Here at Tofu Shop Specialty Foods, we remain a local/regional company and are committed to the well-being of our local community. Regarding the last paragraph of the Journal’s article which attacks soy in general, it is largely held by reputable health experts, that soy—when consumed as traditionally processed, whole foods like tofu and soymilk (as opposed to soy protein isolates or concentrates)—is a very healthy addition to most diets.
I encourage folks to visit our website and go to the page on “Soy and Health” for more information. We also have an informative page about how we make our tofu.
Thank you, Matthew Schmit
Thanksgiving is just around the corner. The Tofu Shop wants to share our organic, artisan tofu turkey recipe with you.
This delicious recipe is a seasonal favorite. It was perfected over many years, when it was served to thousands of people at the former East West Center for Natural Health Education in Eureka, California.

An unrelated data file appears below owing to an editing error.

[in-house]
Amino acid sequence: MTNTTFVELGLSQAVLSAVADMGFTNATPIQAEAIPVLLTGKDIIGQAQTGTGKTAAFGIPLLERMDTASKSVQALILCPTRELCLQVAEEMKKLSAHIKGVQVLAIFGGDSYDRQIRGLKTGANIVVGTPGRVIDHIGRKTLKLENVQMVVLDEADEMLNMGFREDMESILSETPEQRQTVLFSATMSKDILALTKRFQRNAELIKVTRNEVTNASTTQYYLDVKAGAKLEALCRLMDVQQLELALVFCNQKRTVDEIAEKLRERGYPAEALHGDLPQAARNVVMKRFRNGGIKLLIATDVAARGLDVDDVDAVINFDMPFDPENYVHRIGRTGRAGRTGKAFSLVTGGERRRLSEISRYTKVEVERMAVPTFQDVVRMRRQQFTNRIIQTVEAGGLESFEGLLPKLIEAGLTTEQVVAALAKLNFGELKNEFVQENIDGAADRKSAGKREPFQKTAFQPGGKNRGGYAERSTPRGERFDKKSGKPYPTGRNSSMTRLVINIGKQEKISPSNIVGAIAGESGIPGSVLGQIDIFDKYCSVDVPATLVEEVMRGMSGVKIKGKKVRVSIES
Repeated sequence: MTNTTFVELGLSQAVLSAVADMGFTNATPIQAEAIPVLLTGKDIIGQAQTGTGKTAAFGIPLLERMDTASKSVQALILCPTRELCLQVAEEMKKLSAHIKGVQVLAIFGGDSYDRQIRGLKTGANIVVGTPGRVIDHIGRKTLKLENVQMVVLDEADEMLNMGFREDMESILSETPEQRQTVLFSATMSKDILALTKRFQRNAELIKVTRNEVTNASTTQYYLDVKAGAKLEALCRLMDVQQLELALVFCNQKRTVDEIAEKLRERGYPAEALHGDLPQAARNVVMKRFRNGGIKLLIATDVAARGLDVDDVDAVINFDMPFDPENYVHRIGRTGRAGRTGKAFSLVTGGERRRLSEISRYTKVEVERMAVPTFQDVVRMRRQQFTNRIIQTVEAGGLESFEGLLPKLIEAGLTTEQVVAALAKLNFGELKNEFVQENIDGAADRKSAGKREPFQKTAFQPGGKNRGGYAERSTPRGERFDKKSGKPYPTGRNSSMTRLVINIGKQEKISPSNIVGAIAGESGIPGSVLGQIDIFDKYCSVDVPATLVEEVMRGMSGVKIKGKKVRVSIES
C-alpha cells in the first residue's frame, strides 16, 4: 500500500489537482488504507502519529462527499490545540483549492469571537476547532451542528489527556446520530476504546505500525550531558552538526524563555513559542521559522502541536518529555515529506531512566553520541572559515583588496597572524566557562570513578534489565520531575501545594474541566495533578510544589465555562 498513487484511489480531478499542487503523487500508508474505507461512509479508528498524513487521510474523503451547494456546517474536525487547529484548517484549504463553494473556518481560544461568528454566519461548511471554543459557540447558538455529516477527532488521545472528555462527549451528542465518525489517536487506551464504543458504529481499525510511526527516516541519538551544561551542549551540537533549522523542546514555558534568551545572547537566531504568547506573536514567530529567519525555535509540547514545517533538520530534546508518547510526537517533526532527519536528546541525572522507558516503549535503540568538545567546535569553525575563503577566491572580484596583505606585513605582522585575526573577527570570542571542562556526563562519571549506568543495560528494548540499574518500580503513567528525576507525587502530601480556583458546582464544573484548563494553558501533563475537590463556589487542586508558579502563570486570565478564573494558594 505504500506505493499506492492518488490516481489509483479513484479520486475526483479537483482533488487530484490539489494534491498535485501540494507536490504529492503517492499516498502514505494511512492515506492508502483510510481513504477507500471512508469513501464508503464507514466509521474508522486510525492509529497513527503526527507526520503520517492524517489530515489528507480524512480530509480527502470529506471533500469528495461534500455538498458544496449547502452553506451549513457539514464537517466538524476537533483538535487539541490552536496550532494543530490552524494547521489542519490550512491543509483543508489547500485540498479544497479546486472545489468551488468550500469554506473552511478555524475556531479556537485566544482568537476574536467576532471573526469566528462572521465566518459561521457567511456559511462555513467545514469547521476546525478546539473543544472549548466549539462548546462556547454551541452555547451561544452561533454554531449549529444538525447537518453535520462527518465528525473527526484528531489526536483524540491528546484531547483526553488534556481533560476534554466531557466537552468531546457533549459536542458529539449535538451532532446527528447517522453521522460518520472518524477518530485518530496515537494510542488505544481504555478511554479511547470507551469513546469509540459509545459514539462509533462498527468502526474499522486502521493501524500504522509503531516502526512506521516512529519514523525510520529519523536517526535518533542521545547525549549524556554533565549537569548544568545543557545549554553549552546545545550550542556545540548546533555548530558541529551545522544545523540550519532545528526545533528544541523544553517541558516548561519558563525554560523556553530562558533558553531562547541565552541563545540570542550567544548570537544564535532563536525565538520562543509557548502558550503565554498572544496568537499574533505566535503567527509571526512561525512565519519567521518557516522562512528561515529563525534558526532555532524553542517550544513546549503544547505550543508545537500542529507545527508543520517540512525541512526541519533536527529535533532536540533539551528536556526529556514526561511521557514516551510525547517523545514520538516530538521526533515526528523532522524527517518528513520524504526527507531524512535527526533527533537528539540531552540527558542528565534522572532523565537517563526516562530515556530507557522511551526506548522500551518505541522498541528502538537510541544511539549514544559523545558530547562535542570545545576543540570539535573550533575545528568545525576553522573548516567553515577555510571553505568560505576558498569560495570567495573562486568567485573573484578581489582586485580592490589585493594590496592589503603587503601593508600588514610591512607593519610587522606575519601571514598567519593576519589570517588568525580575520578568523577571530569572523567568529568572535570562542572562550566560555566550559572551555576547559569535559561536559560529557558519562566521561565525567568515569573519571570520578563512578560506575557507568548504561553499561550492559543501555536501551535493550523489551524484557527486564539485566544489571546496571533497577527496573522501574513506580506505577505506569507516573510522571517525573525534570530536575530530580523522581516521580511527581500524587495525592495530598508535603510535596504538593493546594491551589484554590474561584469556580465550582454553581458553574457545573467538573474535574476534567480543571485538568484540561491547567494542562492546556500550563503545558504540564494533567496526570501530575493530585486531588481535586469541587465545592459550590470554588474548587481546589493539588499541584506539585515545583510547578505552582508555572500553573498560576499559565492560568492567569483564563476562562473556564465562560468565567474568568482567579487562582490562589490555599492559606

Serve with mushroom gravy and fresh cranberry sauce.
Tofu Turkey5 pounds fresh Tofu Shop firm, organic tofu
Homemade Stuffing Seasoning1/4 C sage 2 Tbsp each: marjoram, thyme, savory or rosemary (half the amount if the herb is powdered) 1 Tbsp celery seed 1 tsp black pepper Combine all ingredients
Herbed Bread Stuffing2 Tbsp canola or sesame oil 1 C diced onion 1 C mushrooms, sliced (wild or cultivated) 2 large cloves garlic, pressed 1 Tbsp Homemade Stuffing Seasoning (see above) 1/4 tsp unrefined sea salt 1/4 cup soy sauce or tamari 4 C whole wheat bread, cut into 1/2 inch cubes 1/2 C chopped parsley Water